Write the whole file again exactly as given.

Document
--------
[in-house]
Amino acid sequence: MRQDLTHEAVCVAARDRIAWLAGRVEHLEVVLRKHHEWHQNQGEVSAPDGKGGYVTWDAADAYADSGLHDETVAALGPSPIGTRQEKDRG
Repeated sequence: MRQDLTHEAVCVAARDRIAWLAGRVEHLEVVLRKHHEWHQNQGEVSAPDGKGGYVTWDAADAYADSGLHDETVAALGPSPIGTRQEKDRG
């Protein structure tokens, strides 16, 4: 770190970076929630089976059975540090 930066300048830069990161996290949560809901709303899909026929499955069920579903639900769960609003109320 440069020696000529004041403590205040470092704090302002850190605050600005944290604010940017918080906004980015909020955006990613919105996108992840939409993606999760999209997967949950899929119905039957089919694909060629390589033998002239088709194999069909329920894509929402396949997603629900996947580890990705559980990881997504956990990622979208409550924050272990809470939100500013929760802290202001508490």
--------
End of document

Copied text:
[in-house]
Amino acid sequence: MRQDLTHEAVCVAARDRIAWLAGRVEHLEVVLRKHHEWHQNQGEVSAPDGKGGYVTWDAADAYADSGLHDETVAALGPSPIGTRQEKDRG
Repeated sequence: MRQDLTHEAVCVAARDRIAWLAGRVEHLEVVLRKHHEWHQNQGEVSAPDGKGGYVTWDAADAYADSGLHDETVAALGPSPIGTRQEKDRG
């Protein structure tokens, strides 16, 4: 770190970076929630089976059975540090 930066300048830069990161996290949560809901709303899909026929499955069920579903639900769960609003109320 440069020696000529004041403590205040470092704090302002850190605050600005944290604010940017918080906004980015909020955006990613919105996108992840939409993606999760999209997967949950899929119905039957089919694909060629390589033998002239088709194999069909329920894509929402396949997603629900996947580890990705559980990881997504956990990622979208409550924050272990809470939100500013929760802290202001508490």